* Controversial refrigerant does not start fire in Opel SUV
* Testing agency says test done under extreme conditions
* Honeywell/DuPont's 1234yf is only EU-approved refrigerant
* Daimler says coolant can cause fire, but test
By Christiaan Hetzner
FRANKFURT, April 3 General Motors' German
brand Opel said on Wednesday that it had found no evidence in a
crash test on its new Mokka SUV that a controversial air
conditioning refrigerant could catch fire in a collision and
release toxic fumes.
Opel's domestic rivals Daimler and Volkswagen
are both developing expensive carbon dioxide-based
air conditioning systems in order to avoid what they say is a
fire hazard posed by Honeywell and DuPont's new
refrigerant HFO-1234yf, which emits poisonous hydrogen fluoride
gas when it burns.
Opel said a realistic test conducted together with the
independent testing agency TÜV Rheinland had failed to ignite
refrigerant that leaked from the system after impact.
The test is the first to be published since Daimler said in
September that 1234yf, the only air conditioning coolant on the
market that conforms to a new European Union directive on
greenhouse gases, could be the primary source for a vehicle
Many in the industry have questioned the relevance of
Daimler's test procedure, but its findings have nevertheless
rattled global carmakers, which had so far universally agreed to
employ the chemical. It could also cost the two producers of the
patented HFO-1234yf billions of dollars in lost investments and
The EU has ordered a phase-out of the widely used
refrigerant R134a because of its potency as a greenhouse gas.
Opel began installing 1234yf-based systems in its Mokka
model at the start of the year but Daimler is violating the EU
directive by continuing exclusively to use the non-flammable
Opel research and development chief Michael Ableson said
there was "no alternative in the near future to refrigerant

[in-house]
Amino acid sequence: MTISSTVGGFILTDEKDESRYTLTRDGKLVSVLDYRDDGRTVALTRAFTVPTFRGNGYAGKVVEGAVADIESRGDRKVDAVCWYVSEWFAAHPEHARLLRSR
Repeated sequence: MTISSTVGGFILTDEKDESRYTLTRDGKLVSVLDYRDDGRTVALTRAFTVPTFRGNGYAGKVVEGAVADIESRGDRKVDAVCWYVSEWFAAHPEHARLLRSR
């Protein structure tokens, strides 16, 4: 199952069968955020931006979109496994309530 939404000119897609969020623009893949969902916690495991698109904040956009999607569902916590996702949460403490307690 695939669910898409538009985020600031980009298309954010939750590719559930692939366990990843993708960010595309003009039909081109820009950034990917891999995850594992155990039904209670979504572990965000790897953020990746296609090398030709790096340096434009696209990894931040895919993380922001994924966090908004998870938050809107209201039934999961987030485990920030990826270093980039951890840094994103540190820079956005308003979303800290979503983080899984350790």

"Other possibilities such as CO2-based refrigerants are
still in the development stage and are years away from entering
the market," he said in the statement.
Daimler says frontal crash simulations that it conducted
internally last August showed that a fire could ignite under the
hood of a car when the new Honeywell refrigerant, mixed with air
conditioning lubricant, came into contact with the manifold of a
turbo-charged petrol engine at around 650 degrees Celsius (1,200
Opel said on Wednesday it had crash-tested a 1.4 litre
turbo-charged Mokka at a speed of 50 km/h (31 mph) against a
movable deformable barrier, meant to simulate driving headlong
into the last car in a tailback.
It said the impact had damaged the air conditioning system,
causing a leak near the Mokka's hot engine manifold, but without
causing a fire.
Gunnar Pflug, head of the traffic safety centre at TÜV
Rheinland, said the test had been designed and conducted under
TÜV Rheinland's supervision to recreate the extreme conditions
that Daimler says are necessary to induce a fire. It included
reaching an engine temperature more than 100 degrees Celsius
higher than that recorded by Daimler.
"Much faster speeds and there would have been nothing left
of the engine compartment, basically," he said. "What we did was
no standard test, this was the first of its kind."
Manufacturer Honeywell concedes that the mixture is indeed
flammable and releases toxic gases when burning, but argues that
Daimler's simulations employed 'ideal' conditions expressly
designed to create a desired effect.
Daimler, Mercedes' parent, says simulations as opposed to
real crash tests were necessary because each car deforms
differently during impact, even if the same test parameters are
Pflug said this was only partly true.
"The same parts are not always damaged exactly the same way
down to the millimetre, but if it isn't the third air
conditioning fin that breaks, then it's the second or seventh,"